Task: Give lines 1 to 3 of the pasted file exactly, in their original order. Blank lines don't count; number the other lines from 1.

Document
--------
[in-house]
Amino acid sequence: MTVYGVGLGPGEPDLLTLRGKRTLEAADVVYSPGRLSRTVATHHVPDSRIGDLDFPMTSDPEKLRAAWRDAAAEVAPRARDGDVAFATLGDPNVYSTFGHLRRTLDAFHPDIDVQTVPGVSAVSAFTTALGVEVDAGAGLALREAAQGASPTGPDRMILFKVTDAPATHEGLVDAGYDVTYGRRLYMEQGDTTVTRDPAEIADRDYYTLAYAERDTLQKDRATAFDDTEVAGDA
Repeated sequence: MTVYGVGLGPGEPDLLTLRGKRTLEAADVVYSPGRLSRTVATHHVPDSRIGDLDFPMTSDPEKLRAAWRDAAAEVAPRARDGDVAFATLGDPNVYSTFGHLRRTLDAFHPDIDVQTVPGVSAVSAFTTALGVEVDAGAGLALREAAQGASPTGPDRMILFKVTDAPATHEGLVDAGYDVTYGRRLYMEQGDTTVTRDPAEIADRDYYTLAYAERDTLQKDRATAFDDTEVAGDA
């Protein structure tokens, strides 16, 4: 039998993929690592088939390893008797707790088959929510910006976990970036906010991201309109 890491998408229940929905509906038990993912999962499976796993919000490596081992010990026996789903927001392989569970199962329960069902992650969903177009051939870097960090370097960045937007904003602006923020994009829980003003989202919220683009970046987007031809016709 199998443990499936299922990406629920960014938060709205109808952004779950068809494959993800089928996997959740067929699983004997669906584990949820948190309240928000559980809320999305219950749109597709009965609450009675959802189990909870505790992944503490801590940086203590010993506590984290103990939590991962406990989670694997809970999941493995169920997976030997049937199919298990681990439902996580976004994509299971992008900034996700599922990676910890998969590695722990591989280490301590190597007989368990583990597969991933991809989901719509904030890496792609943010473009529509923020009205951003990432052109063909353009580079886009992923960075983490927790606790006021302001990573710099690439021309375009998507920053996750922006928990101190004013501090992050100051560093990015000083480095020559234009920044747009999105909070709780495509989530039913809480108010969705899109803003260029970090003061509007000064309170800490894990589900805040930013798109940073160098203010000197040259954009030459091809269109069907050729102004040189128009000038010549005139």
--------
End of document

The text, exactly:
[in-house]
Amino acid sequence: MTVYGVGLGPGEPDLLTLRGKRTLEAADVVYSPGRLSRTVATHHVPDSRIGDLDFPMTSDPEKLRAAWRDAAAEVAPRARDGDVAFATLGDPNVYSTFGHLRRTLDAFHPDIDVQTVPGVSAVSAFTTALGVEVDAGAGLALREAAQGASPTGPDRMILFKVTDAPATHEGLVDAGYDVTYGRRLYMEQGDTTVTRDPAEIADRDYYTLAYAERDTLQKDRATAFDDTEVAGDA
Repeated sequence: MTVYGVGLGPGEPDLLTLRGKRTLEAADVVYSPGRLSRTVATHHVPDSRIGDLDFPMTSDPEKLRAAWRDAAAEVAPRARDGDVAFATLGDPNVYSTFGHLRRTLDAFHPDIDVQTVPGVSAVSAFTTALGVEVDAGAGLALREAAQGASPTGPDRMILFKVTDAPATHEGLVDAGYDVTYGRRLYMEQGDTTVTRDPAEIADRDYYTLAYAERDTLQKDRATAFDDTEVAGDA